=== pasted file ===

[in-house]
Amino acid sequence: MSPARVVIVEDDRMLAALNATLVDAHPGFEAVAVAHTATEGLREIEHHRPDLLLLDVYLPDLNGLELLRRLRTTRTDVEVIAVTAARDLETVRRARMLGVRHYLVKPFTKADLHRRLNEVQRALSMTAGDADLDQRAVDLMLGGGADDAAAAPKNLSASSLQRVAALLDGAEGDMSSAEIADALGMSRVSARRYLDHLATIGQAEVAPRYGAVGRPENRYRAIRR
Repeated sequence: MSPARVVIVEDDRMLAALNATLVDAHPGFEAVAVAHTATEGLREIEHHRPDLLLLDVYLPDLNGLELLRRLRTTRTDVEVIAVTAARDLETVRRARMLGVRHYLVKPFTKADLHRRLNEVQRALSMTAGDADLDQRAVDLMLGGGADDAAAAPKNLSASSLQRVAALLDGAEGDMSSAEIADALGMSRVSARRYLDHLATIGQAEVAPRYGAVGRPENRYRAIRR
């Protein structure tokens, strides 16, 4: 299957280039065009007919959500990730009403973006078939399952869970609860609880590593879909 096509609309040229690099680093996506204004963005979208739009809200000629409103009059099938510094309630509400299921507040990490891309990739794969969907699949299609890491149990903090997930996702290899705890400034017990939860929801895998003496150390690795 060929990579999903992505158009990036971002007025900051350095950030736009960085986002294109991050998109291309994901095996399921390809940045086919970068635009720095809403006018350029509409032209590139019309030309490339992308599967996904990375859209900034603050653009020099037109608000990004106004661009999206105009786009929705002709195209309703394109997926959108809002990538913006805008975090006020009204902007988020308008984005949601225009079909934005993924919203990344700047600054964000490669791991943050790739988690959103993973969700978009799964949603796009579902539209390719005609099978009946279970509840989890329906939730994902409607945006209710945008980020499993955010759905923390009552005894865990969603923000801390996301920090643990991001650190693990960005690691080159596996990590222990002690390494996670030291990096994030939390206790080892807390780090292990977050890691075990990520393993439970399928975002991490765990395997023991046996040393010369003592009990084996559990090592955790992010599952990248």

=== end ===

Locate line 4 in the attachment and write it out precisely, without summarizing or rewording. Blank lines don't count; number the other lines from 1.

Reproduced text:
């Protein structure tokens, strides 16, 4: 299957280039065009007919959500990730009403973006078939399952869970609860609880590593879909 096509609309040229690099680093996506204004963005979208739009809200000629409103009059099938510094309630509400299921507040990490891309990739794969969907699949299609890491149990903090997930996702290899705890400034017990939860929801895998003496150390690795 060929990579999903992505158009990036971002007025900051350095950030736009960085986002294109991050998109291309994901095996399921390809940045086919970068635009720095809403006018350029509409032209590139019309030309490339992308599967996904990375859209900034603050653009020099037109608000990004106004661009999206105009786009929705002709195209309703394109997926959108809002990538913006805008975090006020009204902007988020308008984005949601225009079909934005993924919203990344700047600054964000490669791991943050790739988690959103993973969700978009799964949603796009579902539209390719005609099978009946279970509840989890329906939730994902409607945006209710945008980020499993955010759905923390009552005894865990969603923000801390996301920090643990991001650190693990960005690691080159596996990590222990002690390494996670030291990096994030939390206790080892807390780090292990977050890691075990990520393993439970399928975002991490765990395997023991046996040393010369003592009990084996559990090592955790992010599952990248």